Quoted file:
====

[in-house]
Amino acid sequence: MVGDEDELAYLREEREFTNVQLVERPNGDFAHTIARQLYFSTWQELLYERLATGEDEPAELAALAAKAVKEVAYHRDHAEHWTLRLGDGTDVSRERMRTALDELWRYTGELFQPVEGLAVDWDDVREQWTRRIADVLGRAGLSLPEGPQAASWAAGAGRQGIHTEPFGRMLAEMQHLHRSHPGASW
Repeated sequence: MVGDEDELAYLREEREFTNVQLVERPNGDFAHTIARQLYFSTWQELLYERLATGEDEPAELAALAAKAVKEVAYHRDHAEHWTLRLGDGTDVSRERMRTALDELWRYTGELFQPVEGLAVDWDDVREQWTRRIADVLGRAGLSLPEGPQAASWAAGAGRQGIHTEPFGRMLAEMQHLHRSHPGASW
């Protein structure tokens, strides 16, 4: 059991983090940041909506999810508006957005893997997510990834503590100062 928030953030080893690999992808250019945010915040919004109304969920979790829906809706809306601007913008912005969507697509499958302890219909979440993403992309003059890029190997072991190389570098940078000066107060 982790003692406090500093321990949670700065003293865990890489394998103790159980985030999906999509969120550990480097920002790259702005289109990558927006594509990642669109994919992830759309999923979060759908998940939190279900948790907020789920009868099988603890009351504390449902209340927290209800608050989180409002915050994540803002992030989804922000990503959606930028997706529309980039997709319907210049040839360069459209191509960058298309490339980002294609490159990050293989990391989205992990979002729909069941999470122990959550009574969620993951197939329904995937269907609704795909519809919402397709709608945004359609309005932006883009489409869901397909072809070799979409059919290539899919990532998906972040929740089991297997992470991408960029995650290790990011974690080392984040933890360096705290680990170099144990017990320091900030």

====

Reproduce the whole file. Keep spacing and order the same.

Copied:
[in-house]
Amino acid sequence: MVGDEDELAYLREEREFTNVQLVERPNGDFAHTIARQLYFSTWQELLYERLATGEDEPAELAALAAKAVKEVAYHRDHAEHWTLRLGDGTDVSRERMRTALDELWRYTGELFQPVEGLAVDWDDVREQWTRRIADVLGRAGLSLPEGPQAASWAAGAGRQGIHTEPFGRMLAEMQHLHRSHPGASW
Repeated sequence: MVGDEDELAYLREEREFTNVQLVERPNGDFAHTIARQLYFSTWQELLYERLATGEDEPAELAALAAKAVKEVAYHRDHAEHWTLRLGDGTDVSRERMRTALDELWRYTGELFQPVEGLAVDWDDVREQWTRRIADVLGRAGLSLPEGPQAASWAAGAGRQGIHTEPFGRMLAEMQHLHRSHPGASW
């Protein structure tokens, strides 16, 4: 059991983090940041909506999810508006957005893997997510990834503590100062 928030953030080893690999992808250019945010915040919004109304969920979790829906809706809306601007913008912005969507697509499958302890219909979440993403992309003059890029190997072991190389570098940078000066107060 982790003692406090500093321990949670700065003293865990890489394998103790159980985030999906999509969120550990480097920002790259702005289109990558927006594509990642669109994919992830759309999923979060759908998940939190279900948790907020789920009868099988603890009351504390449902209340927290209800608050989180409002915050994540803002992030989804922000990503959606930028997706529309980039997709319907210049040839360069459209191509960058298309490339980002294609490159990050293989990391989205992990979002729909069941999470122990959550009574969620993951197939329904995937269907609704795909519809919402397709709608945004359609309005932006883009489409869901397909072809070799979409059919290539899919990532998906972040929740089991297997992470991408960029995650290790990011974690080392984040933890360096705290680990170099144990017990320091900030």